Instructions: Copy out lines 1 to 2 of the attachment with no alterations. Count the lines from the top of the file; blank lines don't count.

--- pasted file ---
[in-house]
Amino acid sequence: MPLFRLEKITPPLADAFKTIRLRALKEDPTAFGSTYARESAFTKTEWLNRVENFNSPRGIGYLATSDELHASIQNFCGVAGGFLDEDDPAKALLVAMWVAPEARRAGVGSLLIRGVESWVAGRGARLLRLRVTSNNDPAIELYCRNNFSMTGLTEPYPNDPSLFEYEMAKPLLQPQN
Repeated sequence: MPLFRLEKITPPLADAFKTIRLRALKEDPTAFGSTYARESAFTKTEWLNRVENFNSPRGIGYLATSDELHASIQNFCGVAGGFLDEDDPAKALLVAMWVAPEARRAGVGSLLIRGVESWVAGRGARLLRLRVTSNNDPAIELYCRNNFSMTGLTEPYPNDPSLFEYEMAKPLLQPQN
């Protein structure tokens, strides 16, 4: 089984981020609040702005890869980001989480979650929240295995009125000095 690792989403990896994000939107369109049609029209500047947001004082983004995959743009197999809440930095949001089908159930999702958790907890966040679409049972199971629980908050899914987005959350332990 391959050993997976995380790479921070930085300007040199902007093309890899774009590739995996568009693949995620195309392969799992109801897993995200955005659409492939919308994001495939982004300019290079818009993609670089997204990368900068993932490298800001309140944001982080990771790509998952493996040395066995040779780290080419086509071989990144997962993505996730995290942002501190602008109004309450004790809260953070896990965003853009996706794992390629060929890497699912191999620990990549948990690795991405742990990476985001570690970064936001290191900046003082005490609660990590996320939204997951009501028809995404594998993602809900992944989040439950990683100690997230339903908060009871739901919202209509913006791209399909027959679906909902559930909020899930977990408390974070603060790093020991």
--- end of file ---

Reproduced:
[in-house]
Amino acid sequence: MPLFRLEKITPPLADAFKTIRLRALKEDPTAFGSTYARESAFTKTEWLNRVENFNSPRGIGYLATSDELHASIQNFCGVAGGFLDEDDPAKALLVAMWVAPEARRAGVGSLLIRGVESWVAGRGARLLRLRVTSNNDPAIELYCRNNFSMTGLTEPYPNDPSLFEYEMAKPLLQPQN